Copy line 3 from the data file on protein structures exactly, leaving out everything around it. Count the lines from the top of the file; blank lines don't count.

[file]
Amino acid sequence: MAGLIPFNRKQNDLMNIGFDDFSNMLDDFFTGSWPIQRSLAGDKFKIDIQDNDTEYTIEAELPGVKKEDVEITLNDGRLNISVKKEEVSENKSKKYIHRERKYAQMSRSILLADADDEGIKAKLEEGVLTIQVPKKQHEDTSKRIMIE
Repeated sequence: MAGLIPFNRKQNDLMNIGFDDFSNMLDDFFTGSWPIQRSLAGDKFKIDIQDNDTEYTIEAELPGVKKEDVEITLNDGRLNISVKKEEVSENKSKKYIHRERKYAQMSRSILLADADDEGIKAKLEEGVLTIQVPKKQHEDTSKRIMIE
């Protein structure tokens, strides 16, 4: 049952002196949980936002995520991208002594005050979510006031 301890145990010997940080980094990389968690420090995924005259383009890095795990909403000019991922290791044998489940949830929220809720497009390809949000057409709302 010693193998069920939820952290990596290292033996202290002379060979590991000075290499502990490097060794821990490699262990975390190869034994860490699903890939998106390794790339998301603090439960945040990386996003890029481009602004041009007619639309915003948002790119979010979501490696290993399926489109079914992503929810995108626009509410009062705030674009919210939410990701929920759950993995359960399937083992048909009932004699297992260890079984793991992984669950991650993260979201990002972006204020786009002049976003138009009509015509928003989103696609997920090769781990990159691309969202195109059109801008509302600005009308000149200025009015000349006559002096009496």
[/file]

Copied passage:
């Protein structure tokens, strides 16, 4: 049952002196949980936002995520991208002594005050979510006031 301890145990010997940080980094990389968690420090995924005259383009890095795990909403000019991922290791044998489940949830929220809720497009390809949000057409709302 010693193998069920939820952290990596290292033996202290002379060979590991000075290499502990490097060794821990490699262990975390190869034994860490699903890939998106390794790339998301603090439960945040990386996003890029481009602004041009007619639309915003948002790119979010979501490696290993399926489109079914992503929810995108626009509410009062705030674009919210939410990701929920759950993995359960399937083992048909009932004699297992260890079984793991992984669950991650993260979201990002972006204020786009002049976003138009009509015509928003989103696609997920090769781990990159691309969202195109059109801008509302600005009308000149200025009015000349006559002096009496």